Chess Opening Theory/1. e4/1...e5/2. Nf3/2...Nc6/3. Bb5/3...a6/4. Ba4/4...Nf6/5. O-O/5...Nxe4/6. d4/6...exd4/7. Re1/7...d5/8. Nxd4/8...Bd6

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< Chess Opening Theory‎ | 1. e4‎ | 1...e5‎ | 2. Nf3‎ | 2...Nc6‎ | 3. Bb5‎ | 3...a6‎ | 4. Ba4‎ | 4...Nf6‎ | 5. O-O‎ | 5...Nxe4‎ | 6. d4‎ | 6...exd4‎ | 7. Re1‎ | 7...d5‎ | 8. Nxd4
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Ruy Lopez:Riga Variation
a b c d e f g h
8 a8 b8 c8 d8 e8 f8 g8 h8 8
7 a7 b7 c7 d7 e7 f7 g7 h7 7
6 a6 b6 c6 d6 e6 f6 g6 h6 6
5 a5 b5 c5 d5 e5 f5 g5 h5 5
4 a4 b4 c4 d4 e4 f4 g4 h4 4
3 a3 b3 c3 d3 e3 f3 g3 h3 3
2 a2 b2 c2 d2 e2 f2 g2 h2 2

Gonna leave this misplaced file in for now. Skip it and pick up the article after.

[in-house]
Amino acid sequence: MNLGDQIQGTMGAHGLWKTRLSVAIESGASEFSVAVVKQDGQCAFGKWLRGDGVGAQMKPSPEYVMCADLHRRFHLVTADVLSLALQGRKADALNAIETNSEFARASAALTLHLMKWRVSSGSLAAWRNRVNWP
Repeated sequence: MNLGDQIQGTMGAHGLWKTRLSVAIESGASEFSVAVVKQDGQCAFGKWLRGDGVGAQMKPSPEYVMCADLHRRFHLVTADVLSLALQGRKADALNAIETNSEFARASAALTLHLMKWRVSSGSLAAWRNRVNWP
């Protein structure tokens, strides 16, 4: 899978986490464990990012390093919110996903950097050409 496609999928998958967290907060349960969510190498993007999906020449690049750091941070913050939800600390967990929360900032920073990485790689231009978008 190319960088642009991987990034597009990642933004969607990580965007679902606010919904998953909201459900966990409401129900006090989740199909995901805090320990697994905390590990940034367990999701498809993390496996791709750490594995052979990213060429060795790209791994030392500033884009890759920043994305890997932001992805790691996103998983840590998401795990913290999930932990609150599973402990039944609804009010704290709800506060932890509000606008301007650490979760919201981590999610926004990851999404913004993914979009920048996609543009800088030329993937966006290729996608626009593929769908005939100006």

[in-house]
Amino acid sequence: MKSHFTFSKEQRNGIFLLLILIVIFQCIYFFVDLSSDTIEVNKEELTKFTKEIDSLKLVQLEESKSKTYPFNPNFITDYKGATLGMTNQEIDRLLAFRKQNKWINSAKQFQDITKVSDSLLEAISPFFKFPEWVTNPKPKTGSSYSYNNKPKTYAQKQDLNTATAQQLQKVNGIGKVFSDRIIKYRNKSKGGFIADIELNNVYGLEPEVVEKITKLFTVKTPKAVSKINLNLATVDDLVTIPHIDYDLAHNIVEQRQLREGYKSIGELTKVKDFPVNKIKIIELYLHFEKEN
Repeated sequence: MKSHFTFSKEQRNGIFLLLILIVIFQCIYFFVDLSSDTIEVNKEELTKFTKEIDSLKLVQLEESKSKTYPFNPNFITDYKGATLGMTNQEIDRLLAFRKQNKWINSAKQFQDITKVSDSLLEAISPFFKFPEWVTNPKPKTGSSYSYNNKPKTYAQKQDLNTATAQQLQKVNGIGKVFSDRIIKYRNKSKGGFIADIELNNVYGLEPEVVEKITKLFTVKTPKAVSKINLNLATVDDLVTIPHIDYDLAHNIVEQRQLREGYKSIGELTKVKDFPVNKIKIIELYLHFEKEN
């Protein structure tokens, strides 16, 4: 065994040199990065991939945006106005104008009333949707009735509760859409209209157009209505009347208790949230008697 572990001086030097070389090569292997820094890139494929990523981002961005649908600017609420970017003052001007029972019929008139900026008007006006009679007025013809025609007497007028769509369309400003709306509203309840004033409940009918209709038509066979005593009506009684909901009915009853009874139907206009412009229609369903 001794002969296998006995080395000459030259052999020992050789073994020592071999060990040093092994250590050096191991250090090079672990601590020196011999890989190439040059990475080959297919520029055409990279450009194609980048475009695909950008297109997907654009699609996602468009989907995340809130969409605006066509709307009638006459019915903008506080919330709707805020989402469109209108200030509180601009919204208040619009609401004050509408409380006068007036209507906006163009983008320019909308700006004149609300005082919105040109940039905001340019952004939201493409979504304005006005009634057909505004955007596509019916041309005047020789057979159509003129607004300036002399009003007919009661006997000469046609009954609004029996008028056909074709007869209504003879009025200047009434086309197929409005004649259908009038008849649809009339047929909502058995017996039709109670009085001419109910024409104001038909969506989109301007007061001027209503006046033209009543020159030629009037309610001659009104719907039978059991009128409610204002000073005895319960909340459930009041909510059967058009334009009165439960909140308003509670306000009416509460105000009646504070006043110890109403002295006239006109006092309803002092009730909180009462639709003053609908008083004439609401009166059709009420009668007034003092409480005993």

1 a1 b1 c1 d1 e1 f1 g1 h1 1
a b c d e f g h
Position in Forsyth-Edwards Notation(FEN)

r1bqk2r/1pp2ppp/p1nb4/3p4/B2Nn3/8/PPP2PPP/RNBQR1K1

Ruy Lopez:Riga Variation[edit]

With her last move White created the dual threats Nxc6 (bxc6 Bxc6+ winning the exchange) and f3. Can either of these still be played?

It turns out that 9. f3 allows perpetual check, as it removes the option of driving away a Black queen from h4 by playing g3.

9. Nxc6 it is, then.


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References[edit]